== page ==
Mann’s Jewelers is a reseller of jewelry and also makes and customizes jewelry in-house.
“We are manufacturers of jewelry, which is a very big difference, because with a lot of stores, chain stores or otherwise, you can be waited on by somebody who was selling shoes last week,” Mann says. “I think there’s a very different experience all the way around if you’re helped by somebody who really is invested, who has made this a lifelong career.”
Dennis Kessler, clinical professor of entrepreneurship at the University of Rochester’s Simon Business School, has been a longtime customer and supporter of the business. He witnessed the transition across generations and sees why the business continues to succeed.
“Integrity matters because very often buying jewelry is a blind item to the consumer,” he says. “I’m not a gemologist, so one of the things we need to do is to have confidence and trust in the person who is selling this material to me. And one of the things that I’ve learned over the years is that the Mann family has always been upstanding and with a great deal of integrity. They deserve the success they have.”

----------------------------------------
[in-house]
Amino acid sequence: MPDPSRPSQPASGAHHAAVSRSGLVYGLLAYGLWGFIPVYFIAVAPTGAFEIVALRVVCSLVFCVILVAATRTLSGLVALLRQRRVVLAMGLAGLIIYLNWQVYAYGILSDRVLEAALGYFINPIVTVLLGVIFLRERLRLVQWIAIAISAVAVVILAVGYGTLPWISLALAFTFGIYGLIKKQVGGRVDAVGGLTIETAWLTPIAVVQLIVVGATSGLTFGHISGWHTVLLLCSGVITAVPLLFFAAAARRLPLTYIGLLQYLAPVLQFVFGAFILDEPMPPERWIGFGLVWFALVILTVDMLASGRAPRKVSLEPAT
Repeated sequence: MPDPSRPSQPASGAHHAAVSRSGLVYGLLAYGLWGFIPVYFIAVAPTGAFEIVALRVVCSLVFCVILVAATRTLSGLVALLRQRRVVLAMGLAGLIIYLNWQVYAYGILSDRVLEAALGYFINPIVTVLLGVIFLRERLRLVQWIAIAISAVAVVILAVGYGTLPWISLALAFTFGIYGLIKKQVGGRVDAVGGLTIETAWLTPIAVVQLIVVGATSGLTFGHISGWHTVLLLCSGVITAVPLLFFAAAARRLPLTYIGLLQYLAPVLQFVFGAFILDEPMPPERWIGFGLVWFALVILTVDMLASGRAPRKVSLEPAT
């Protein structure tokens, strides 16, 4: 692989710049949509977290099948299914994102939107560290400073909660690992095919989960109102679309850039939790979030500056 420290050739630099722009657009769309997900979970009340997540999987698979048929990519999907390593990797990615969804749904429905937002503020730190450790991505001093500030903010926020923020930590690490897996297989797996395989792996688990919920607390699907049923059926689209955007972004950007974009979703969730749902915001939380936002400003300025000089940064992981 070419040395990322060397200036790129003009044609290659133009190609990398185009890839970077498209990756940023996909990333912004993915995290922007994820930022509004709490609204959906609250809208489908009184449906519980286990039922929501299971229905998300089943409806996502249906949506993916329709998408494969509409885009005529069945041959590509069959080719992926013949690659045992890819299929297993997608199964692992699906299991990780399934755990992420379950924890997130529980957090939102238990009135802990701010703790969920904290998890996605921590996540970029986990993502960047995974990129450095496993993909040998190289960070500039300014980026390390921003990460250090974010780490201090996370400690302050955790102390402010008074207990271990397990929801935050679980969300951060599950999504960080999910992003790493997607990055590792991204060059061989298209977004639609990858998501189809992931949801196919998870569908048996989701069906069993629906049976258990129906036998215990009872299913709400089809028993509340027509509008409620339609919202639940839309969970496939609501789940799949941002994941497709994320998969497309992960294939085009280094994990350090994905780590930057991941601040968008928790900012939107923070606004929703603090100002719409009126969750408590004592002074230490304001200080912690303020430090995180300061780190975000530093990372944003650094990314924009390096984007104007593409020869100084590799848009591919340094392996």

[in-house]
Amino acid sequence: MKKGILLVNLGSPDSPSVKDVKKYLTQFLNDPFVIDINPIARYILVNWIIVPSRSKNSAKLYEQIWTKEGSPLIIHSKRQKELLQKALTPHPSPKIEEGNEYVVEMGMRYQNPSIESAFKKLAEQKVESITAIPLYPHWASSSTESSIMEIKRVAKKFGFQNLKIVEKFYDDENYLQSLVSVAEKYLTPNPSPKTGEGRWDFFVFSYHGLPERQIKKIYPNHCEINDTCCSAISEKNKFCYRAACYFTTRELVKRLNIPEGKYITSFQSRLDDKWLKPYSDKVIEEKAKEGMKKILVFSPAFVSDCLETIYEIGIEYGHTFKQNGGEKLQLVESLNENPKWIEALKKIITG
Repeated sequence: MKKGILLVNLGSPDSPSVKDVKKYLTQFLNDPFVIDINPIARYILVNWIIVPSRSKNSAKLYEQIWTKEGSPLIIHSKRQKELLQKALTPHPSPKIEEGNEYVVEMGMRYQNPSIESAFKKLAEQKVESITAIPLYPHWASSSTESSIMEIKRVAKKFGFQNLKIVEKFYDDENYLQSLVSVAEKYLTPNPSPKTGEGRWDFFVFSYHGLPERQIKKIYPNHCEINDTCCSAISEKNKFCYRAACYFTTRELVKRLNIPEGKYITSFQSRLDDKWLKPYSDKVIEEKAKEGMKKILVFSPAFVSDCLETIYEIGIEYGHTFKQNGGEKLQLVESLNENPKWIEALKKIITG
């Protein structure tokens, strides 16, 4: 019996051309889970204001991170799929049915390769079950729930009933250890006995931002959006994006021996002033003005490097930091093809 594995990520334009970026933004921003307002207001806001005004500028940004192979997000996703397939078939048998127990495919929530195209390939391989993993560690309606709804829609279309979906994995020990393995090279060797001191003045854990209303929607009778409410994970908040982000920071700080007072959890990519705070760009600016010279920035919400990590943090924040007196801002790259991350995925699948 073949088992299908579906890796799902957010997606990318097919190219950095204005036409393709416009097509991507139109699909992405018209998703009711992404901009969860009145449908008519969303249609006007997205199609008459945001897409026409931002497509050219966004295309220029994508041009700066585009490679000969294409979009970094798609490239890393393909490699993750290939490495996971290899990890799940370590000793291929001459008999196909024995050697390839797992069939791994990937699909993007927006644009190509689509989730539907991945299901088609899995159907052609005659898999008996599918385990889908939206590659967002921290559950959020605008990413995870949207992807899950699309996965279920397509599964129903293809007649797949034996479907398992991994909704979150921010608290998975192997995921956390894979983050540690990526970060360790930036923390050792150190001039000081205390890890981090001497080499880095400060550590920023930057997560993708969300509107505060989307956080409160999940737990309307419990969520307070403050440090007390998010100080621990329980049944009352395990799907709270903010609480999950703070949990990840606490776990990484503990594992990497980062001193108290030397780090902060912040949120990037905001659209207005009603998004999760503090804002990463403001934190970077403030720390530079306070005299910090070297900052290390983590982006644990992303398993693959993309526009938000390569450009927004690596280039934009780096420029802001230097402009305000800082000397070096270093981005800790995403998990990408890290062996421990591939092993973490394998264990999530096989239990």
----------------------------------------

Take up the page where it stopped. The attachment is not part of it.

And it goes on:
Having the technical background in gemology has helped Mann.
“I think that the technical aspect of what we do is really very important, although it’s not something that I lead with day to day,” Mann says. “Because I have sat at a jeweler’s bench and actually made jewelry, because I have graded gemstones … it really informs every decision that I make. It takes me at this point seconds to understand how something is manufactured and understand whether or not it’s going to stand the test of time. We’re good editors.”
Jewelry has a way of marking a life and has its own story to tell about a person’s journey, she says.
“I can tell you that there are not too many things that somebody could receive in a lifetime that they will be, whether they’re still wearing it or not … important markers of milestones,” Mann says.
As a leader, Mann understands what the business can do successfully when it comes to launching collections or meeting customer needs. She trusts her intuition to know where to move next.